HMRC strong-arm tactics

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HMRC have launched an odd offensive against people who owe them tax- guilt tripping them and then threating to take their possessions.

HMRC have again been accused of adopting strong-arm tactics as reports have emerged of threatening letters warning the debt holder that their possessions will be seized if the debt is not settled. However, the letters don’t stop at mere threats, they also go on to plead that the bill is settled to avoid the nation’s sick, young and elderly from suffering.

The letter also warns that items seized will be sold off at public auctions for a fraction of their original worth. The letter, found by the Financial Mail and confirmed as genuine by HMRC bigwigs, reads: “Since I last wrote to you, most of those still owing tax have paid, making their contribution to the vital services we all depend on.

“We still haven't received your tax payment, and my team are now focusing attention on the rapidly reducing number of people like you who have yet to pay. Not paying your tax on time has serious consequences.”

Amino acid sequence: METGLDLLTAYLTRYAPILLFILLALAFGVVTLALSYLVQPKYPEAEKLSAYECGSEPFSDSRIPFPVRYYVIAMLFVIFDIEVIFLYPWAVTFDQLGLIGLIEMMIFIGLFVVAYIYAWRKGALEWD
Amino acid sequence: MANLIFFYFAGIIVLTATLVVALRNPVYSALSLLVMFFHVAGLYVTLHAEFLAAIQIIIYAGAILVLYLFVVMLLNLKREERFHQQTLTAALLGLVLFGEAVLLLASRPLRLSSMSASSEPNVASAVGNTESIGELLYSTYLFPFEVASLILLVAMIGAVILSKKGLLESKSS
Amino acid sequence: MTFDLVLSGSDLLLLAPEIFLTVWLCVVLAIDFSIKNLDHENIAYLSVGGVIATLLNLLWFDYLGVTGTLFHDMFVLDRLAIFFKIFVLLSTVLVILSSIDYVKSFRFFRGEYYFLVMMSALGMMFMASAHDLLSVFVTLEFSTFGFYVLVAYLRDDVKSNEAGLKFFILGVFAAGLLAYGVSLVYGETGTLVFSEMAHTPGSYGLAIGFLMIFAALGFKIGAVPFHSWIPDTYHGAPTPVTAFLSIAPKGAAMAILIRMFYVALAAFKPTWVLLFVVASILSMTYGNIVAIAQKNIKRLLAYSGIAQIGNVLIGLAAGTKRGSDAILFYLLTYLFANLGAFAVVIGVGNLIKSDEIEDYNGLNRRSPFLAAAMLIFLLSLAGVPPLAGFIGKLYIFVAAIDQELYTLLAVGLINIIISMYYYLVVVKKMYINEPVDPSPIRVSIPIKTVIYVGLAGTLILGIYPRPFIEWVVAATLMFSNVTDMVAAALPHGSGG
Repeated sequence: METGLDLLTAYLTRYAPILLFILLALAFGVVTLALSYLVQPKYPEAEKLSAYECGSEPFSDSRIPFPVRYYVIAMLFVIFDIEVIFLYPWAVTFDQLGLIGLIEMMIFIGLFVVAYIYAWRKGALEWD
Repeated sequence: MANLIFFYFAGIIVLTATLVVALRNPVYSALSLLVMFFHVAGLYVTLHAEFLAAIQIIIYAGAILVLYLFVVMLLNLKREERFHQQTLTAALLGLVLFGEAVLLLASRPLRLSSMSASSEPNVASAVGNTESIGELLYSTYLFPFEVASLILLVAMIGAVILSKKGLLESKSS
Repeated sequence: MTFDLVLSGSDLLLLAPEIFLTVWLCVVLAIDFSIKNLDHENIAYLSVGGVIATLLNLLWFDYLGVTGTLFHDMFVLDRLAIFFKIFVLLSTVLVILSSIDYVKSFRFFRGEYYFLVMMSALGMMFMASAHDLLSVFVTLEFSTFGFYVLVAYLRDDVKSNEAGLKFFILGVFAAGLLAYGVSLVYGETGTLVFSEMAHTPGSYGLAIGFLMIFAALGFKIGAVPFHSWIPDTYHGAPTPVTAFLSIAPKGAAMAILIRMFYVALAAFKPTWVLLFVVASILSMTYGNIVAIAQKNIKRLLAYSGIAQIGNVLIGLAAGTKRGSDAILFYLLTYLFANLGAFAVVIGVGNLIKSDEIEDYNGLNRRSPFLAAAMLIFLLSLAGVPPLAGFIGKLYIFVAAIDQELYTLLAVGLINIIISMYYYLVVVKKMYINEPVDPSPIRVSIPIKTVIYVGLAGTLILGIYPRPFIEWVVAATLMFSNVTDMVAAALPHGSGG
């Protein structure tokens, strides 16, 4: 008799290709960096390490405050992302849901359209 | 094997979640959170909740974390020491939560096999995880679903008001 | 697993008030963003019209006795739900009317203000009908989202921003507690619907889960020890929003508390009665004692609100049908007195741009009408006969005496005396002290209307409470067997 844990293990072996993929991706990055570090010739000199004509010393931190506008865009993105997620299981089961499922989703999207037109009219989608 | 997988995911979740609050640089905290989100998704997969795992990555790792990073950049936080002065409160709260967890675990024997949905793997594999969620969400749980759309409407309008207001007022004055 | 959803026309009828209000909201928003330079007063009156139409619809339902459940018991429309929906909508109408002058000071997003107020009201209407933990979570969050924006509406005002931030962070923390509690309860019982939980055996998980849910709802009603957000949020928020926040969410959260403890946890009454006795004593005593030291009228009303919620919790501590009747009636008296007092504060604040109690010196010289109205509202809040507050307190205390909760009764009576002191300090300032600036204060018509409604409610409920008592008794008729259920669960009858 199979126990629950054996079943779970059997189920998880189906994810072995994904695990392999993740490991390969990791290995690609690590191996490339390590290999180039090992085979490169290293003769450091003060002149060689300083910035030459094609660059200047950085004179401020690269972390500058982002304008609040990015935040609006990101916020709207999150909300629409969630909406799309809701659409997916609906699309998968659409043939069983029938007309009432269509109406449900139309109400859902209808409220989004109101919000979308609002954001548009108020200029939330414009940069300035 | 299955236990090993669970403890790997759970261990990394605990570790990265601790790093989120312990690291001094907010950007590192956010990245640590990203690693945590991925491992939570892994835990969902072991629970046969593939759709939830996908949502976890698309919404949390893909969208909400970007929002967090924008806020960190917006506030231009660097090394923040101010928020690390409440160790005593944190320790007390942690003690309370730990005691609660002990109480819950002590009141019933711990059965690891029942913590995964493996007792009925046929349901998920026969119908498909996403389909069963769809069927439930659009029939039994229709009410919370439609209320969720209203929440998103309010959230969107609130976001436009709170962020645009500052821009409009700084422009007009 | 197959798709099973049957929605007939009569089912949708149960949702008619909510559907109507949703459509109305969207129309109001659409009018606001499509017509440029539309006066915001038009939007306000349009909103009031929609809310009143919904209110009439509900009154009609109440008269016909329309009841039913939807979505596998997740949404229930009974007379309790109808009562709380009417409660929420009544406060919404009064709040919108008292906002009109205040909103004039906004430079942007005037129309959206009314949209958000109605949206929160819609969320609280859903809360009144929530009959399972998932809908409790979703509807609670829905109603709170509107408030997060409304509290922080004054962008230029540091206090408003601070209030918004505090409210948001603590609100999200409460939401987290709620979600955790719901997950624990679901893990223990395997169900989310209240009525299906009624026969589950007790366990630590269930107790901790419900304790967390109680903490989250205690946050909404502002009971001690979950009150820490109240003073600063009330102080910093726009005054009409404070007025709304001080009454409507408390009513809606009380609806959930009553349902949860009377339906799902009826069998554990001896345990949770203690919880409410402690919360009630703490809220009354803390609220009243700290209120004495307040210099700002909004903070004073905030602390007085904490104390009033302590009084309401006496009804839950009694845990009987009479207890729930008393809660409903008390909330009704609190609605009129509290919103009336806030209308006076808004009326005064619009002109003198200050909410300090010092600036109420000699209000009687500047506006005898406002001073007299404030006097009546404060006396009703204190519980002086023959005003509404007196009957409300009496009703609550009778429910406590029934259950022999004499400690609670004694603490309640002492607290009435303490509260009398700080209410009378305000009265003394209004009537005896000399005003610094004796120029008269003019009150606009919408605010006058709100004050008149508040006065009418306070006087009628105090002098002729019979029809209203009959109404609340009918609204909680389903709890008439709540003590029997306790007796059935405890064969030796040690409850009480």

“We must collect this tax from you to pay for the hospitals and schools we all rely on.”

“We will do that by taking your possessions and auctioning them publicly. We don't like doing this because people have told us it is embarrassing for them and it will cost you so much more to pay this way.”

For instance, if your car is worth several thousand pounds, it might sell for only a few hundred pounds at auction, a flat-screen TV costing £2,000 would typically sell for about £200-£300, and an £800 laptop would sell for about £100.”

As is now becoming the norm, HMRC’s debt recovery tactics have attracted criticism from various corners. Labour MP George Mudie told Money Marketing: “It is not for the Revenue to behave like thuggish bailiffs threatening to seize people's property. It is inappropriate and immoral to use such threatening, harassing language.”

Interestingly, the threats in the letter not only go against actual law, but also HMRC’s advice on its very own website. The site says: “You do not have to let the bailiffs in to your home. If you refuse entry to a collector they can apply for a warrant to break in to your home but this is hardly ever done. We cannot use force to enter your premises, unless authorised by a Justice of the Peace.”

When quizzed on the matter a HMRC spokesman remained defiant and insisted the letters are justified: “If someone doesn't pay their taxes we all suffer. We all have rights as taxpayers but we also have responsibilities, one of which is to pay our taxes on time. It is a matter of fact that the largest chunk is spent on hospitals.